Digital Nasional Berhad’s (DNB) government-owned, single wholesale 5G cellular communications network (SWN) has attracted much criticism and accusations of being a government-owned monopoly by some media articles and politicians alike, as if that is necessarily a bad thing.

The UK-based Sarawak Report dubbed it “5DNB” and as a successor to the controversial 1MDB.

Meanwhile, Malaysia’s current mobile network operators (MNOs) which had deployed their own 2G. 3G and 4G networks, instead want to deploy their own respective 5G network as well, whilst according to the Malay Mail of 14 December 2021, sources in the industry reveal that the major MNOs have requested the government to allow for a second 5G wholesale network operator owned and run by a consortium of MNOs.

Without their own 5G networks, these MNOs which partner with DNB will be delivering their 5G cellular services to their respective retail subscribers as 5G MVNOs (mobile virtual network operators) over licensed 5G networks such as DNB’s or their proposed consortium’s network.

The Malaysian government’s Cabinet will be deciding on whether to allow more than one 5G network operator in January 2022.

Adopted in several countries

Known in the telecommunications industry as an “open-access” model, the wholesale and retail operator concept employed by DNB is not new and has been adopted in several countries.

As an analogy, the federal and state government owned roads in Malaysia, as well as the highways built and maintained by a concessionaire with rights to collect tool are all open-access, shared infrastructure upon which various public and private service providers such as bus, taxi, logistics companies, courier companies, ambulance and so forth can provide their respective services to their customers, whilst people with their own private cars, motorcycles and bicycles can use these roads, provided their driving license and vehicle’s road tax are valid.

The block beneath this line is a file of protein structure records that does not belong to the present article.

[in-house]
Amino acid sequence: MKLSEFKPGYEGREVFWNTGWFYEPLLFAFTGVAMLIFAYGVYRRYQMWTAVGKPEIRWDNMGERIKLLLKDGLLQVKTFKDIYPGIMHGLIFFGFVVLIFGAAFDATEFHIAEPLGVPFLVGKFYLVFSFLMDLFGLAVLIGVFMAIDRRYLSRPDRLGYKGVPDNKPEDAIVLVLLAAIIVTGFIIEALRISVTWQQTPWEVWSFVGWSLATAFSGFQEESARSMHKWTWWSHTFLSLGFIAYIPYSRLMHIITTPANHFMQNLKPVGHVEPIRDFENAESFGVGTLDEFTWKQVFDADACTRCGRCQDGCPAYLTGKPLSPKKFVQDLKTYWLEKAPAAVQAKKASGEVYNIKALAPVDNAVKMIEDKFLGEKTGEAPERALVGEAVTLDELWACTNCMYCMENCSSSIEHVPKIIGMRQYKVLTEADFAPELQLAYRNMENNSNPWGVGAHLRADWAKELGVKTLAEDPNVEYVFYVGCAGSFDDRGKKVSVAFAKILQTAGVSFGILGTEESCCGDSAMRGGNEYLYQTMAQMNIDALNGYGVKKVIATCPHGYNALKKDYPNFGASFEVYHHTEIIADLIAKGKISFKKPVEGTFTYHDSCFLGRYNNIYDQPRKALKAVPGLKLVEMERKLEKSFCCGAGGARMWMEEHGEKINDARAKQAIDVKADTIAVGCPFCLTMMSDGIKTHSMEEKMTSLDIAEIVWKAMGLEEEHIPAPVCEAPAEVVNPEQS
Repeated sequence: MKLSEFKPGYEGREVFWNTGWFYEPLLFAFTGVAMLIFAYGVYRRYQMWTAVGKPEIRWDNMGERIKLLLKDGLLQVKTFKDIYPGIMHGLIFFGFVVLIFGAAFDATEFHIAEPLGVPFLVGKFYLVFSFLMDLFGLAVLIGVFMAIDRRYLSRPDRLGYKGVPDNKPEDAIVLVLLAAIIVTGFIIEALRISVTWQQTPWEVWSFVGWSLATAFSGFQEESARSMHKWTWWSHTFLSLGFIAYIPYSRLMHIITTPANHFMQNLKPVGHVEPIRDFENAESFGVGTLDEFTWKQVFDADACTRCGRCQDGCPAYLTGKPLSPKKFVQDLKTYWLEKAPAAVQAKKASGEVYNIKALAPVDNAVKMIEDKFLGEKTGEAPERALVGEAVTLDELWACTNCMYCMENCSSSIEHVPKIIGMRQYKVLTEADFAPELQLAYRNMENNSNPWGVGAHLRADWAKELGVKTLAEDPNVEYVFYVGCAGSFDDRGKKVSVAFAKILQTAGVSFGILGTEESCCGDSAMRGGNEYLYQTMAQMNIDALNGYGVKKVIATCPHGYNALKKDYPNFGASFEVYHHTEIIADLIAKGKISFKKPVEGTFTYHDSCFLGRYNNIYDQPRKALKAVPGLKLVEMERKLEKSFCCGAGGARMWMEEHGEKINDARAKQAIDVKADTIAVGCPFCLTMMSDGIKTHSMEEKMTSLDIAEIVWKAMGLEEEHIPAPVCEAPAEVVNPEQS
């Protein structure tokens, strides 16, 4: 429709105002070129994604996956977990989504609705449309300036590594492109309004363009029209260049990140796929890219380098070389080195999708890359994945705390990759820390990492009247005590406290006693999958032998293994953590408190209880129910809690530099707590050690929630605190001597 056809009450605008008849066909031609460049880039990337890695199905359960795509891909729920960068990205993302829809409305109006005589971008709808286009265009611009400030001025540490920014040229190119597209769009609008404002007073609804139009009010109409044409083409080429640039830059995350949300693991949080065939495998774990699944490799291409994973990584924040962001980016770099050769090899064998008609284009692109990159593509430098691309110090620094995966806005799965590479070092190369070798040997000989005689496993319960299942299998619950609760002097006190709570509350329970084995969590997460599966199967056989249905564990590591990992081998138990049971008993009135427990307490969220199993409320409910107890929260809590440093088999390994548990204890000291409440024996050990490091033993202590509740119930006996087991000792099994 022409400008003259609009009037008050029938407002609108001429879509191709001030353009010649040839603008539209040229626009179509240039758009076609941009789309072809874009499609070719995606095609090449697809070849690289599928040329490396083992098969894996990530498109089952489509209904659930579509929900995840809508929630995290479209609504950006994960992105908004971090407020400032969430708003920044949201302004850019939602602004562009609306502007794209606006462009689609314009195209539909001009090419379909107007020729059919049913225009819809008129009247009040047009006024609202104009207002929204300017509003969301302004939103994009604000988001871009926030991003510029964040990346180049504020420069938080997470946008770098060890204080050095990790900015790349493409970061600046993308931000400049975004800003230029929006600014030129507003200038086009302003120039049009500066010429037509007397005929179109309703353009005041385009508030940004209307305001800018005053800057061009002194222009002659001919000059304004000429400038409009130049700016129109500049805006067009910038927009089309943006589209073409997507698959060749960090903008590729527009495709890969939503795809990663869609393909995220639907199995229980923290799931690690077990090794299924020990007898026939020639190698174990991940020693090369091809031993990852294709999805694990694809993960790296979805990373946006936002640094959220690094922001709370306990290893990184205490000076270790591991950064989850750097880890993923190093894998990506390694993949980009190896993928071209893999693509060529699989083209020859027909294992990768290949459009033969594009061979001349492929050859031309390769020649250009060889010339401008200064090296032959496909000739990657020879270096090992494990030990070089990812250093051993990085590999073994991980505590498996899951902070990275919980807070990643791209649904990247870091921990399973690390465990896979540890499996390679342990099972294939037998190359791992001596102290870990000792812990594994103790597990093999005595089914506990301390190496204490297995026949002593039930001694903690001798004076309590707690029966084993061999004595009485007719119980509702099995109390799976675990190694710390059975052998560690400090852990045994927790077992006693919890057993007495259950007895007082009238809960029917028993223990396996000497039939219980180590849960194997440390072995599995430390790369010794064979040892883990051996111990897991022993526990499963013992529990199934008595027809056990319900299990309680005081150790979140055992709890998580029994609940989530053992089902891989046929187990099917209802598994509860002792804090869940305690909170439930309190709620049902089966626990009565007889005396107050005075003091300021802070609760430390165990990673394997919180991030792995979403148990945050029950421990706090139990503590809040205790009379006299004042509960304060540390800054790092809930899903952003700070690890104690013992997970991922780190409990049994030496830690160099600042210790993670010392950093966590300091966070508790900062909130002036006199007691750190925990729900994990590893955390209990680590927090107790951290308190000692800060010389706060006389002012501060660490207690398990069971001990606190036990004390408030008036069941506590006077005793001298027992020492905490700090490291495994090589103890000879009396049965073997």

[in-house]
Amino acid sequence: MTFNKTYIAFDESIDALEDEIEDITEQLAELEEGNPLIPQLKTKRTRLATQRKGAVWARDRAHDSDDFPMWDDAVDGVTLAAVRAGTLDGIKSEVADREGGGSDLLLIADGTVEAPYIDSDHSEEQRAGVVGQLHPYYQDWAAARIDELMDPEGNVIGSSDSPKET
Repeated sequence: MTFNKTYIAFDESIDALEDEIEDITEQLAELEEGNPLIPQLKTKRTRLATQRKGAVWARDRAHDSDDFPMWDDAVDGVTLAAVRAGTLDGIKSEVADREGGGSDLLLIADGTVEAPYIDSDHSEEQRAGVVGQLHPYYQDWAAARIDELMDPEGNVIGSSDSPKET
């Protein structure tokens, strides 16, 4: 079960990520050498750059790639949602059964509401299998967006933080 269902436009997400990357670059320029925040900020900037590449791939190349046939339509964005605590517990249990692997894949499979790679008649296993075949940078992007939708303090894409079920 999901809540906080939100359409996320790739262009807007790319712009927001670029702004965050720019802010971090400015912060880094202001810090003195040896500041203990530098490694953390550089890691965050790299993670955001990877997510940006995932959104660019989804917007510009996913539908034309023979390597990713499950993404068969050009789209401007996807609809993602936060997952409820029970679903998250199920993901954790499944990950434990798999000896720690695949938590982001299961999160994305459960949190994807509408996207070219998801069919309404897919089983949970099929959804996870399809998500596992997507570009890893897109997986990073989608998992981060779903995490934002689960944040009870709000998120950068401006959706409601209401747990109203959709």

Open-access in Malaysia’s cellular communications space has existed in the form of the several MVNOs providing retail mobile phone service to their own subscribers over the networks of several existing licensed mobile network operators (MNOs), with the first MVNO being Merchantrade which launched prepaid retail cellular service over Celcom-Axiata’s network in 2007, followed by others such as XoX, TuneTalk, Redtone Mobile, RedONE and Altel, hosted on various MNO’s networks.

However, the MNOs hosting these MVNOs also provide retail cellular service to their own subscriber-base as well, hence tend to compete for subscribers with their MVNO partners.

So some of these MVNOs address niche subscriber bases with specific needs or interests, which their respective MNO hosts do not cater to.

For example, when it launched Merchantrade targetted its prepaid subscriptions towards migrant workers, with attractively priced international call rates back to their home countries.

TuneTalk, launched in August 2009, provides complete lifestyle products and services in joint efforts with Tune Money and Tune Hotels, as well as AirAsia. According to its website. the MVNO is 35% owned by Celcom-Axiata, 25.1% by the Tune Group, which is jointly owned by Tan Sri Dr. Tony Fernandez and Dato’ Kamarudin Meranun, so in a way serves as a value-added reseller of its host’s cellular service as well.

 I first heard the term “open-access” in the late 1990s in relation to Internet service, and I heard of open-access broadband fibre networks since over 10 years ago.

The article, Open access regulation in the digital economy, in ITU News of September 2011 defines open-access as: “Open access is the possibility for third parties to use an existing network infrastructure, according to the Best Practice Guidelines for Enabling Open Access, adopted by the 2010 Global Symposium for Regulators.

“…. there seems to be agreement that open access applies to infrastructure, and means that all suppliers are able to obtain access to network facilities on equal terms. The regulatory model and the conditions of access will vary, but open access is paramount if the new digital economy is not to fall back into monopoly.”

The above paragraph basically says that open-access networks enable competition between multiple service providers over a shared network infrastructure, much like roads.

The article goes on to describe open-access models implemented in several countries, including Singapore and its structure accordingly:“National broadband network in Singapore”